In a way, this news was actually a bit of a relief to hear.  An explanation for why I feel like crap when I run anything faster than 10:00 minute miles!  Furthermore, anemia is completely treatable.  Hopefully, after taking iron supplements eating cheeseburgers for breakfast, lunch, and dinner for a couple weeks, I will be back to my old self and be able to knock out 8:00 minute miles like they are going out of style.

Here is my weekly training summary:

Monday – 7 miles easy on the treadmill

Tuesday – 5 miles easy on the treadmill

Wednesday – 5 miles easy outside w/ 1 hard mile (This was an abandoned hill workout)

Thursday – 5 miles easy on the treadmill

Friday – Unplanned rest day thanks to anemia

Saturday – 11 miles easy on the treadmill (Felt like crap and had to cut my planned 14 miler short)

Sunday – 7 miles easy on the treadmill (Trying to make up for Friday’s unplanned rest day and Saturday’s too-short long run)

TOTAL: 40 miles

Final thoughts: Despite feeling lethargic and slow, I still managed to run only 2 miles short of my goal.  I am proud of myself for not giving up out of frustration, but rather listening to my body and giving myself permission to run like a narcoleptic walrus slow down.  I will continue to chug along this way until I feel better.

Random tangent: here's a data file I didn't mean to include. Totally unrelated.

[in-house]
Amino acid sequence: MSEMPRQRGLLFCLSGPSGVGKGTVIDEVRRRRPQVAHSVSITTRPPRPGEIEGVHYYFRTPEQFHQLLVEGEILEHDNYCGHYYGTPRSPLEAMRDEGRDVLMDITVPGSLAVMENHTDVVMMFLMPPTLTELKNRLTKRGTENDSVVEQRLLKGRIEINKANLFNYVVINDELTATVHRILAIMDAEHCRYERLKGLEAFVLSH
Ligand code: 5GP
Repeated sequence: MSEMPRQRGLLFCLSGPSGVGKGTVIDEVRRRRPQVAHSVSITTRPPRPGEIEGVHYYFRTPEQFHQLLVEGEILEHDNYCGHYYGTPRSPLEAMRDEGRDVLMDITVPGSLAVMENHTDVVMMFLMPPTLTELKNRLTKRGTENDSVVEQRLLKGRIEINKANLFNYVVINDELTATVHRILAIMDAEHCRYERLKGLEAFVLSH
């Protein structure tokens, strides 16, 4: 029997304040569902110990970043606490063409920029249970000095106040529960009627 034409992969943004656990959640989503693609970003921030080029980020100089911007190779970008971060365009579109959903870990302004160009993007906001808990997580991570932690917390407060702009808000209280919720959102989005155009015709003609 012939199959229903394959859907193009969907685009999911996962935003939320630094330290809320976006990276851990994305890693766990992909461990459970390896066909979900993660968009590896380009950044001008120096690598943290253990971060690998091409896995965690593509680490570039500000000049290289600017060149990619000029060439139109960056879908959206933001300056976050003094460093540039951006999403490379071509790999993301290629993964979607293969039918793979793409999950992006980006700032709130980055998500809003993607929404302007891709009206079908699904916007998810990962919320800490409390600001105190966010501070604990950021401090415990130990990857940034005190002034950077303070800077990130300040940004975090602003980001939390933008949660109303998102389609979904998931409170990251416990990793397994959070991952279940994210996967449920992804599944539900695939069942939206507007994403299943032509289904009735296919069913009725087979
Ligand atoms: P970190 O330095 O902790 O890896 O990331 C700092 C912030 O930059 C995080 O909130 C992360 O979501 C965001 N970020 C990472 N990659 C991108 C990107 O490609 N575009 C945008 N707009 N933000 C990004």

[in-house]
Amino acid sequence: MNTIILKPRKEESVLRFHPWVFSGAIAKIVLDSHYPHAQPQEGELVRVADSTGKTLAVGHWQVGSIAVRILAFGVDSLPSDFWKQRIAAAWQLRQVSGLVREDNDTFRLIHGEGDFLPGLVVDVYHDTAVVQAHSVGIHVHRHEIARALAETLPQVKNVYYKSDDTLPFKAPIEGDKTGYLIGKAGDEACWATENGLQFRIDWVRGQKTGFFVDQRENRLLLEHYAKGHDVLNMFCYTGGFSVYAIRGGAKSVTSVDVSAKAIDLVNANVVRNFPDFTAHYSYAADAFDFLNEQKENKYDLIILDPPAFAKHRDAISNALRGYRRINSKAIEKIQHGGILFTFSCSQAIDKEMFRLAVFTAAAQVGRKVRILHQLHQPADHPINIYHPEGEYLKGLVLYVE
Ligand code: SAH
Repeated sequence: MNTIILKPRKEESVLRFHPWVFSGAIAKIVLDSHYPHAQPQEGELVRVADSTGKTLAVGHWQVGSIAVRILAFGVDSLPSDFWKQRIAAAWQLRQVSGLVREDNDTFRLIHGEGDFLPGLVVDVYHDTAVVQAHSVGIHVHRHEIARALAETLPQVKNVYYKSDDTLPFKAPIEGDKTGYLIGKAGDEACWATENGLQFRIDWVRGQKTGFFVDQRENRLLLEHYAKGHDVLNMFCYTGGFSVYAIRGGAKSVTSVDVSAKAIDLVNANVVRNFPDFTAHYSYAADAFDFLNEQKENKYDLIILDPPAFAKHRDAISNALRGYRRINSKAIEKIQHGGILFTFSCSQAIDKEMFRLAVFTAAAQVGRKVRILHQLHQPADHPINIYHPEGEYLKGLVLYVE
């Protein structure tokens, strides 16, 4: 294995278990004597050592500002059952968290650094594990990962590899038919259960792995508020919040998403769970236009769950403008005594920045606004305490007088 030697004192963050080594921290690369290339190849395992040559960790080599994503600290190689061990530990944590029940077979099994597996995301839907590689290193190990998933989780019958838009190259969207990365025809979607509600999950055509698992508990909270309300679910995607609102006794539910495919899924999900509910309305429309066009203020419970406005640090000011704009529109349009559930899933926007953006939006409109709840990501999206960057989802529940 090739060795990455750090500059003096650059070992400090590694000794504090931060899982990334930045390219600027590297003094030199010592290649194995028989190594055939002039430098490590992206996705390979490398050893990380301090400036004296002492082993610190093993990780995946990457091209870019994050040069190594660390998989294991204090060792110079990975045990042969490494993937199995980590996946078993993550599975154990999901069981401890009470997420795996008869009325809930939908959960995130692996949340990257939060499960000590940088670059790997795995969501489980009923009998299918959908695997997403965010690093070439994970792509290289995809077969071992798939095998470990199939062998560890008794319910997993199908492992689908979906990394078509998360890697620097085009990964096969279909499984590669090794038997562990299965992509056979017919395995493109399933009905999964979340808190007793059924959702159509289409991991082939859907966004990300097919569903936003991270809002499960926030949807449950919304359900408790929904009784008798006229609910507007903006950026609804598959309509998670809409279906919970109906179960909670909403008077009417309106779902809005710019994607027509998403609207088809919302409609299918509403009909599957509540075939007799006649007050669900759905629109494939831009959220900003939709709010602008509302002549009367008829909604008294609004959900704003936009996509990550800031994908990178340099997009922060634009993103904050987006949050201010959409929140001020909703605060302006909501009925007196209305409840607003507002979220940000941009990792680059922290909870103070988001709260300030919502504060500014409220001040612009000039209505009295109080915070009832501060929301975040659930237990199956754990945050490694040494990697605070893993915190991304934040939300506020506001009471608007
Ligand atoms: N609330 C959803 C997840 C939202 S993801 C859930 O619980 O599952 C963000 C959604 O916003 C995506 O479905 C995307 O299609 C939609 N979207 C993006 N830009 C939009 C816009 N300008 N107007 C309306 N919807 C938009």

Just one more, I swear!
Just one more, I swear!

The Time I Almost Had to Chop Off All of My Hair

Where did we leave off?  Ah, yes.  I was midway through Week 1.  Well, Week 1 has come and gone.  Was it a success?  More or less.  I’m a poet and I didn’t even know it.

The Friday before my long run, I had planned on running 6 miles at marathon goal pace (MGP) (8:00 min/mile).  Due to frigid temps, I decided to run on the treadmill.  Mistake #1.  As I mentioned in my previous post, I have issues when it comes to running fast on the treadmill.  Mistake #2 was probably not canceling my run altogether due to illness but I am a crazy runner person and I will run unless I am dying and/or my legs are broken.  As a result of the aforementioned mistakes, my run did not go as planned.  I quickly realized that running 6 miles at MGP was NOT GOING TO HAPPEN, so I spontaneously decided to downgrade my plan to 2 x 2 miles at MGP.  Despite this downgrade, the run was still a struggle-fest.  It probably didn’t help that I had to blow my nose every 12 seconds.  (I’m sure my fellow gym-goers were thrilled by this.)  Here is a picture of me during my run:

JK, obviously I don't run in a bandana.
JK, obviously I don’t wear a bandana when I run.